Inside my house now, I saw him reach for something in the car. Naturally, I felt as if he was going to grab a gun and shoot me. Instead, he retrieved a cell phone and called 911 himself! All the while, he stayed in front of my drive. A little later, he pulled down the street, turned around in a neighbor's driveway and went to his nephew's home (two doors up from me) and sat on the front porch.
It took quite a while for a police response, so I called 911 back and they told me the man had called 911, so "basically the situation was calmed, and the police would be there soon." Finally, the police arrived. Outside now at my own home, I begged the officers to frisk him for weapons and to check his car for weapons: neither was done. I also begged them to check his sobriety for drunkenness or drug use. Neither was done.
Instead, one officer remained on the street while the other, along with the accuser and his nephew, who by now had arrived at his home (incidentally, greeted by the policeman with a pat on the back), went inside the dwelling to talk.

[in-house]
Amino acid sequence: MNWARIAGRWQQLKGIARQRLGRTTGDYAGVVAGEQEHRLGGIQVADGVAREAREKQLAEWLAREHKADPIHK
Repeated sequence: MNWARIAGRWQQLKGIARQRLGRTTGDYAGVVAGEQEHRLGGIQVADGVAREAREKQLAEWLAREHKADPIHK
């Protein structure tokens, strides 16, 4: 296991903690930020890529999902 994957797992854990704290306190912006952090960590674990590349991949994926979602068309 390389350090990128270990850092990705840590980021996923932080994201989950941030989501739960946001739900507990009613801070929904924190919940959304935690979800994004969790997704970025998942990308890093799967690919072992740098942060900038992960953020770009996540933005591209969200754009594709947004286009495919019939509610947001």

After quite a lengthy conversation, the policemen walked down the hill to me, where I was sitting on the steps of my front deck, and I told him my story. I insisted I wanted the man arrested. He told me it wasn't happening because the threats he uttered included the word usually. He had said, "I usually beat someone's ass for this." The officer told me he believed every part of my account but all he could do was submit the aggravation to the city solicitor.
That was on Saturday. I waited until Thursday of the next week to talk with the solicitor (or his legal representative -- I'm still not sure) on the phone. I figured it would take some time for him to review the police report. I talked to the solicitor (his rep?), and I explained in detail what had happened. He told me in no uncertain terms that my request for prosecution was not going to be granted. Period. He also said he was busy and I needed to end the conversation.
Later that afternoon, I decided to go to city hall and talk with the police chief about the whole affair. He graciously granted me time to tell my story. He listened intently and suggested I get a copy of the police report of the incident and walk upstairs to the solicitor's office to see if I had talked to the right person in charge when I had called. I thanked him for his time.